Yet, God, in his grace. In his love. Sent his beloved and one and only Son…not merely to be an example for us, but even more to lay down his life for us. For the unlovely. For the ungodly. He gave us God. He gave us his very life.

Notice to whom this offer is made.

All those believing on him. Anyone. Any person that bows their knee can be saved.

Are you discouraged by your sin? Are you without hope that the one you love the most is beyond the reach of God? Remember your own state in which God found you. He didn’t just make you a better version of your already good self. By confessing and acknowledging your wretchedness, God would remind you that he is able and willing to save anyone.

Our passage from Ephesians 2: But God being rich in mercy, because of the great love with which he loved us, even though we were dead in transgressions, made us alive together with Christ.

It is only by one’s own pride that he will not come to this All-Sufficient Savior. Before Christ came to us, we loved the darkness more than the light. Our deeds. Our thoughts. Our words. The very orientation of our lives was crooked and small.

It is only by relying on our own ability to save ourselves that we will remain in destructive condemnation.

You were not saved by your strength. You were not saved by your works. You were saved in spite of yourself. You were saved. Saved.

Notice how this salvation is made real. 

All those believing on him. Belief. It is not the amount of belief we have. Jesus himself said that faith as small as a mustard seed could move a mountain. It is not the faith, but the one upon whom we place our faith. Are you downcast from something you said this morning. From something you did last night. Something you thought this week.

In the same way that Israel merely looked up to the bronze serpent to be saved, so also God is calling you to merely look away from yourself and look up to the Sufficient One who can cleanse you from all unrighteousness. Look to him. There is no strength you need to bring. You just need to look to him.

Look to the one who took the initiative in this cosmic redemption. Be overwhelmed by his deep affection for you. He did not wait for you to come to him. He sent his Son. He did not send him to condemn you. He sent him to draw you out of the miry clay out of the deep waters and save you.

It is not merely that God wants you to merely look to the Lifted up Son on the Cross. He’s not an unwilling king—as though you look to him and he extends his scepter because he is bound by some law outside himself. The love for you wells up from his own heart. For when you look to him, you are born again. You are made new. Your works go from serving your own wants and desires to being exploded and expanded to magnify the strength and beauty of the One who loved you and gave himself up for you.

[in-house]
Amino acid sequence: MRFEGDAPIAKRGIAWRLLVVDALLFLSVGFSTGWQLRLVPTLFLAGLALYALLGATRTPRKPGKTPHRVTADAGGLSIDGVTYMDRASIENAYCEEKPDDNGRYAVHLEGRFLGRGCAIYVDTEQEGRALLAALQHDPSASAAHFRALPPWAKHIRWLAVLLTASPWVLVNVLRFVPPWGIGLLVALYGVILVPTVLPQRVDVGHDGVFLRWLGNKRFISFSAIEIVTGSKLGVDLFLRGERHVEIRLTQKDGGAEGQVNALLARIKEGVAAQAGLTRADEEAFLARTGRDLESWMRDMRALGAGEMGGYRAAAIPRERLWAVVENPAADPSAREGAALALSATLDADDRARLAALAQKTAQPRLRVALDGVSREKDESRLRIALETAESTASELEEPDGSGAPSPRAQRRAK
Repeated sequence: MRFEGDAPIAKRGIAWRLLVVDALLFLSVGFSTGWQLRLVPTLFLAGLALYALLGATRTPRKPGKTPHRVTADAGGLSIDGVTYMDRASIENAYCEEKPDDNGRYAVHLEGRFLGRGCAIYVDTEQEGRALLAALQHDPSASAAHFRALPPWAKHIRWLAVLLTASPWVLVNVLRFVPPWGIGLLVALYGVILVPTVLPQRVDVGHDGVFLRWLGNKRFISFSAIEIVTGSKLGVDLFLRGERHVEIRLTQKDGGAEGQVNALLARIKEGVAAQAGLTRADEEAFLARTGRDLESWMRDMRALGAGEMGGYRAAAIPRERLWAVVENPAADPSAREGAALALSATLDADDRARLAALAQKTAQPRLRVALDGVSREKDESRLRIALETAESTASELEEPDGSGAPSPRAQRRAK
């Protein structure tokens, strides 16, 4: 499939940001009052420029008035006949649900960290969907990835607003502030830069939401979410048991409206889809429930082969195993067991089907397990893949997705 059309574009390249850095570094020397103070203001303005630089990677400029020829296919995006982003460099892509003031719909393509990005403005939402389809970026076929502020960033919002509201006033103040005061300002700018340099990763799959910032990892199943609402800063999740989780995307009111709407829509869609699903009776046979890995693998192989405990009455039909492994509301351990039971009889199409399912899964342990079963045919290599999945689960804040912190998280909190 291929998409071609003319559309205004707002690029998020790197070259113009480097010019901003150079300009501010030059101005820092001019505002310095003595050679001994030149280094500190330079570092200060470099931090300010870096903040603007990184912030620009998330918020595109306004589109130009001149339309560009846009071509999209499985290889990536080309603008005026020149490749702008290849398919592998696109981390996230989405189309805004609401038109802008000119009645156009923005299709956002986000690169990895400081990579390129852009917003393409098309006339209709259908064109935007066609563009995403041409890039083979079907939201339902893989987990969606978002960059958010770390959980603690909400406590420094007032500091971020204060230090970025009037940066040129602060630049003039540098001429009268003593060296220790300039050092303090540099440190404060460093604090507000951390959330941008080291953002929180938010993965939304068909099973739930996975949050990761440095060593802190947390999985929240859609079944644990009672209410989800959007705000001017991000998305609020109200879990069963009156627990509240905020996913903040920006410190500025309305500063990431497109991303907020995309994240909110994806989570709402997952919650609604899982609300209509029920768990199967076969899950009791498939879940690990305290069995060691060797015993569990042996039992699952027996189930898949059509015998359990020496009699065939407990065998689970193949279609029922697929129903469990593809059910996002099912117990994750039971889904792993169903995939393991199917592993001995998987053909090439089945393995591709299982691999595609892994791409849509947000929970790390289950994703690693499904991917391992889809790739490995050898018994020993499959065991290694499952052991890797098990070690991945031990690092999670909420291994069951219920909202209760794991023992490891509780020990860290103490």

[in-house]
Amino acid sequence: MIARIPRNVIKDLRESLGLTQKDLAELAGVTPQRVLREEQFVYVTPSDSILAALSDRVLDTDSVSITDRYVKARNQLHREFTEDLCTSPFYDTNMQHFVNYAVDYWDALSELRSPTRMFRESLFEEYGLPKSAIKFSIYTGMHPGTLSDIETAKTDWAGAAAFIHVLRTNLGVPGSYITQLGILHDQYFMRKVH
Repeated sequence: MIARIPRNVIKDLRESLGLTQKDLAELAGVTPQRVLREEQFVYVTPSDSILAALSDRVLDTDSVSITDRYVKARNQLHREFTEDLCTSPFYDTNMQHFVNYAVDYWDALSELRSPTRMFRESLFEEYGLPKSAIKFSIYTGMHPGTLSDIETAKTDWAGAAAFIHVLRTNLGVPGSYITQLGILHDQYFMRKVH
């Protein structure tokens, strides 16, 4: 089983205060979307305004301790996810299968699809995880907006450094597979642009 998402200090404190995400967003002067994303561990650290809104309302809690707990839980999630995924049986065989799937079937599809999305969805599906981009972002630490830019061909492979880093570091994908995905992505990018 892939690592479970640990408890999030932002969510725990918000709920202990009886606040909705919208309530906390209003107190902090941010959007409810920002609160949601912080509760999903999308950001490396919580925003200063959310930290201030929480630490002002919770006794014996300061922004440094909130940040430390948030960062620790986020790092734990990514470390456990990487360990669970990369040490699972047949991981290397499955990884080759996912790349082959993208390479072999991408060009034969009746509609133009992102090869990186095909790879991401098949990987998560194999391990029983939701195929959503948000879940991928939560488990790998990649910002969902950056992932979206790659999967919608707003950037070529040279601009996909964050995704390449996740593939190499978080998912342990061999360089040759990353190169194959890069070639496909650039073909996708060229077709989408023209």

Your evil deeds are converted into works done in God. v.21! He doesn’t hold his nose when you enter the room. He doesn’t turn his face away. He looks you full in the face and says, “I. Love. You.” He raises us with our Perfect King and seats us with him. We share all that Christ has with him.

By the power of the Spirit, God promises to make you who he intended you to be from the foundation of the world. From before the cosmos was made in all its expanse and immensity and gravity, God planned to come to you. To save you. To redeem you even today, if you will but come to the Light. If you will allow his saving grace to consume your darkness. To shine light on your deeds and convert them to Christ.

Are you burdened by your sin? Come to the light this morning. It wasn’t intended for you only when you walked down the aisle so many years ago. He bids you to come to the light. To receive the fullness of life. Of eternal and ever-full life.

Are you lacking courage this morning? He loves you. He traversed the expanse of the universe, the even greater distance between our sinfulness and his infinite purity. The light of his Star that shines even brighter than the Sun. He traveled such a distance that God became man to be near you. To love you. How can you not leap a wall of whatever fortress you have built around yourself? How can you not take up the feet of a deer and spring to the heights?

Are you lacking faith for the one you love? Know that all who believe on him, he will not cast out. He will not shrink from. He will embrace. Whatever station of life. Will you not draw near to that one and love them with the love of Christ?

Questions to Consider

  1. How easy or difficult for you to accept the proposition that God loves you?
  2. What is your view of God? Do you often see him as a distant king or one who draws near to you?
  3. How does courage and joy relate to understanding God’s love for us?
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What Is Sunday Worship?

I’m gonna keep this simple, but hopefully not simplistic. As you consider your corporate gathering of believers (typically on the first day of the week), there are three ways to think about it. You can think of it as an event, a participation, or a transformation.

The Event Model can take on two modes: emotionally-driven or cognitively-driven. The emotionally-driven mindset, of course, could baldly mean that you show up to hear some great music and hear a message. You go to watch and experience something. The cognitively-driven mindset could mean that you highlight the sermon so much that it becomes the point of your showing up. You hear this a lot in evangelical churches that the sermon is the most important aspect of the worship experience. The problem with such thinking, though, betrays an onlooker mentality. That is, I go to church to observe and consider and think and have my thinking changed.

In this model, there is an I-Thou expectation of the worship service. I go to that. I consider that. I am separate from and participate in that. In other words, this kind of approach to the corporate gathering is apart from who I am. I go to there. I leave from there. Sure, we talk about taking the message home with us…but come on! You and I both know we forget what was said within 10 minutes of leaving the building. When we are confronted with traffic on the way to the buffet. And then, we get bored. Bored with our lives. Bored with our faith. We find greater joy in our team winning the game than in our eternal salvation won at the cost of the Son of God.